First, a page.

That is one side of the coin. The other side of the coin is much more interesting. Right at present there is a certain conception if the aging players of various nations are willingly throwing the towel in with retirement while they could well go on for another couple of years. This way they could rejuvenate their careers and launch a fresh for a second coming. Glaring example is the Australian wicket keeper Adam Gilchrist. The whole world knows that he is still a better bet and a better bat for Australia than Brad Haddin, but he threw his towel in and opted to go with the IPL. How many more will follow his cue?
We also read that World’s two cricketing giants India and Australia are seeking ways to have a window in the future tours programme so that IPL programme which is not run by the ICC could be properly accommodated and avoid a situation where certain cricketers will have misgivings that they missed big Indian bucks while playing for their own country.
Even the Australian incumbent skipper Rickey Ponting who is also a prospective ICL recruit has shown his concern about the latest development. The Australian skipper admitted last week that he was concerned that the controversial Twenty20 Indian Premier League could pose a threat to world cricket by luring international players. Some even claim that the Asia cup tournament was also put back to accommodate the IPL.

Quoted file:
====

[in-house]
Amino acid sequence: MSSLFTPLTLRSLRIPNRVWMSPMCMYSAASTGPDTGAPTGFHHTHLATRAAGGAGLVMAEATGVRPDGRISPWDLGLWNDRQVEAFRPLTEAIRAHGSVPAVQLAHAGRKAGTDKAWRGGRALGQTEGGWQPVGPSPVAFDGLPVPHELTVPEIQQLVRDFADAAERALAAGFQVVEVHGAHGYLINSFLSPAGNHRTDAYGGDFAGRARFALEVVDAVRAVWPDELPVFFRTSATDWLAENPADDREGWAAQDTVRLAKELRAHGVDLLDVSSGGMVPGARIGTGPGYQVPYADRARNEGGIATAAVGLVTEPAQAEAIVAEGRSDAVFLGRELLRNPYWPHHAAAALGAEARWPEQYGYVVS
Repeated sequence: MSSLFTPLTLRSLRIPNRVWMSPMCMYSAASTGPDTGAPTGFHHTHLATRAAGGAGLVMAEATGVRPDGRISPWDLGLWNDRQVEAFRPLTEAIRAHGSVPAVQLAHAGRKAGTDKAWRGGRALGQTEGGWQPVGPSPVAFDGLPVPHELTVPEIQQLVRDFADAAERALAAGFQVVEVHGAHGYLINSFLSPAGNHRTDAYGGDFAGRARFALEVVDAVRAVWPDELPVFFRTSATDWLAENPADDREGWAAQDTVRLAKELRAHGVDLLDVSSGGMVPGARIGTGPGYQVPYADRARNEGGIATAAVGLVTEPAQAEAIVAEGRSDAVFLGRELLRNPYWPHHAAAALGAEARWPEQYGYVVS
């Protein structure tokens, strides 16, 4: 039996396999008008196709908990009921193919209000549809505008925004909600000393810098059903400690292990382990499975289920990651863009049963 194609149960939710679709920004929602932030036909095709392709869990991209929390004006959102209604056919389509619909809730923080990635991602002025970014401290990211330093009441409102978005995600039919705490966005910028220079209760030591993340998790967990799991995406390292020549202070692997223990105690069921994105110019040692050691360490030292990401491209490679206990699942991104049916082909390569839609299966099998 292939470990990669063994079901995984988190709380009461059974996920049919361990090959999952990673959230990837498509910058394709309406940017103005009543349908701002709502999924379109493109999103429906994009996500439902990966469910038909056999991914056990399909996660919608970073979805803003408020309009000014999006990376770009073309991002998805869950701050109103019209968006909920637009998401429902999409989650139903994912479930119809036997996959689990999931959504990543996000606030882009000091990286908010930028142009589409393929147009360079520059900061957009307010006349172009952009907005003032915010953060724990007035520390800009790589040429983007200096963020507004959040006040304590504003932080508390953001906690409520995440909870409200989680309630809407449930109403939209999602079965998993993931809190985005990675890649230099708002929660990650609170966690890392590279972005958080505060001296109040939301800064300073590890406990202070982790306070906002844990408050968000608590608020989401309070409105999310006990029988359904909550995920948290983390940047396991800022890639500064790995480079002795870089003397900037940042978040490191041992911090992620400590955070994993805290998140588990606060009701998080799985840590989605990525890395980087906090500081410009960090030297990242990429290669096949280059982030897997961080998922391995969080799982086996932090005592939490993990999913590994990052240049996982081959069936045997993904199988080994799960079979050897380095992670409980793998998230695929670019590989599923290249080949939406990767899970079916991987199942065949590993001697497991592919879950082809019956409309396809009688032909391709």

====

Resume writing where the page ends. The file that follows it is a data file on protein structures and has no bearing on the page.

I feel the worst thing that happened recently to the established game of Test cricket is India winning the Twenty20 World Cup. This gave the corporate World the idea to exploit the situation with their powerful dollars and please the unsuspecting billion population of cricket fans in India.
PS: Isn’t it that not very long ago these very same cricketers were complaining about too much cricket and player burnout that would follow?